Articles and Publications About NMNEC
Authors: Liesveld, J., Wright, M., & Dakin, B.
Poster for University of New Mexico Health Sciences Center 2018 Education Day on value of building BSN partnerships with community colleges through the NMNEC model.
2018, October-November. The New Mexico Nurse.
Authors: Dakin, B., Ezzell, S., and Scarbrough, J.
Addition of LPN pathway and an RN-to-BSN pathway to the statewide pre-licensure common RN curriculum.
Article on NMNEC funding needs.
Authors: Liesveld, J., Reinhardt, A., & Dakin, B.
Poster presented at American Association of Colleges of Nursing (AACN) 2017 Baccalaureate Conference on how NMNEC contributed to goals of the Academic Progression in Nursing (APIN) in New Mexico.
Authors: Liesveld, J., Reinhardt, A., & Dakin, B.
Poster presented at American Association of Colleges of Nursing (AACN) 2017 Baccalaureate Conference on how to build university/community college partnerships based on the NMNEC model.
2017. New Mexico Board of Nursing.
Summary of results of 2016 survey conducted by NMNEC which highlights changes in nursing education from 2012 to 2016.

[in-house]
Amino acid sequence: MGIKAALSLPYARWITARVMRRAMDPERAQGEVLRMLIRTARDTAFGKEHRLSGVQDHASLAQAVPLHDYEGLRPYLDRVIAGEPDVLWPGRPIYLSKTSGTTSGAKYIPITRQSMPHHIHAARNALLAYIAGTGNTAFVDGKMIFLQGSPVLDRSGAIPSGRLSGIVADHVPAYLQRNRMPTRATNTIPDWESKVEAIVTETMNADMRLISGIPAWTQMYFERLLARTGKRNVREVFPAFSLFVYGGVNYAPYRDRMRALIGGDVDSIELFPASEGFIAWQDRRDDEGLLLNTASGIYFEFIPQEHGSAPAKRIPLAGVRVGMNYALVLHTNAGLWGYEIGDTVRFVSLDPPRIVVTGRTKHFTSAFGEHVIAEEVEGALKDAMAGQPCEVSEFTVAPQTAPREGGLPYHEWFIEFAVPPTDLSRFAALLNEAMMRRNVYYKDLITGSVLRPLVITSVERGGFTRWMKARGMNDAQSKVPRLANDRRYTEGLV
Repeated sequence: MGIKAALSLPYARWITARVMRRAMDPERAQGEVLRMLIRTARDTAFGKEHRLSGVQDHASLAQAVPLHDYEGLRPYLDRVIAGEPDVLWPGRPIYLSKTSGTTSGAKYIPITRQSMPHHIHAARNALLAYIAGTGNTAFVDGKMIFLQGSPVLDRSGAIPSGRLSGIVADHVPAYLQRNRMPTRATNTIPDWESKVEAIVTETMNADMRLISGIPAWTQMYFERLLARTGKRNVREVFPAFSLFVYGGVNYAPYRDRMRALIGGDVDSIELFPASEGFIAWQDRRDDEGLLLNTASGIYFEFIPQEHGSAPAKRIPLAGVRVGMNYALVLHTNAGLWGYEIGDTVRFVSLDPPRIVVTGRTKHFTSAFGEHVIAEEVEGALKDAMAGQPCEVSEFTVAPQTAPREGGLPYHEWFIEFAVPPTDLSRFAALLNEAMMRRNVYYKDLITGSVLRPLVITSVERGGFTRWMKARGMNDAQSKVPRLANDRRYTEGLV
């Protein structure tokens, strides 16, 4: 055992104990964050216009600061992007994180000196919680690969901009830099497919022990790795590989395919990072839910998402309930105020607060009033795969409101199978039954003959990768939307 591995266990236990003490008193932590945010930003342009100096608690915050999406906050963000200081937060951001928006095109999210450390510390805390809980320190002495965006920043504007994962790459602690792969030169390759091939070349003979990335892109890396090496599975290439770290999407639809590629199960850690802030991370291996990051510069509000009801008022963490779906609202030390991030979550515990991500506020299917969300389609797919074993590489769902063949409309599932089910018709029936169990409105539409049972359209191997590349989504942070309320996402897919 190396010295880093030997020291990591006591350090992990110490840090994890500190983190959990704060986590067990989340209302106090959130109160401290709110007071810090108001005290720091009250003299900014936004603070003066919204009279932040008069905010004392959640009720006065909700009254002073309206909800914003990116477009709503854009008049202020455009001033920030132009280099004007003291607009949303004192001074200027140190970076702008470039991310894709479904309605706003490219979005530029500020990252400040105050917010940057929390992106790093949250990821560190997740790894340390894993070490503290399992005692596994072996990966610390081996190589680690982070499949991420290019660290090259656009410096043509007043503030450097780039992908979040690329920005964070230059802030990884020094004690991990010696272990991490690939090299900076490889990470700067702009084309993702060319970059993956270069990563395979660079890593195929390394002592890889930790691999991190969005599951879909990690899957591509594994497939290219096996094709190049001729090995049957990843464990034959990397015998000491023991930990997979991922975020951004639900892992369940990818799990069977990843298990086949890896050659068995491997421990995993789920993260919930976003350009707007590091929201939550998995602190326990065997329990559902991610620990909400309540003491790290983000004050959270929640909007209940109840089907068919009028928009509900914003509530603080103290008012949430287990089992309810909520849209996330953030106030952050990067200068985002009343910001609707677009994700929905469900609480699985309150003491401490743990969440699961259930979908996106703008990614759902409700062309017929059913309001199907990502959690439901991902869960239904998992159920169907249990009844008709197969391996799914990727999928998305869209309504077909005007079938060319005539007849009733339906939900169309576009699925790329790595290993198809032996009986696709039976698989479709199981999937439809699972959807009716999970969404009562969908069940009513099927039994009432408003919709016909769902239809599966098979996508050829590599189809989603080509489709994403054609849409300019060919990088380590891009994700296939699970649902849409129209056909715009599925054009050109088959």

2017, September/October. Journal of Professional Nursing.National League for Nursing (NLN).
This article describes the NMNEC model, challenges and opportunities associated with implementation, current program outcomes, and factors that have contributed to NMNEC’s success. Also discussed are future steps for sustainability and growth as NMNEC continues in its commitment to meeting the IOM challenge.
Author: Scarbrough, J. (WNMU)
Short video produced with a diversity grant from NMNEC about men in nursing. Contains casual conversations with men who work in nursing.
Intended audience is middle and senior-high students to help them connect with “regular guys” in the field of nursing.
2015, November/December. Journal of Professional Nursing. National League for Nursing (NLN).
Authors: Giddens, J., Keller, T., and Liesveld, J.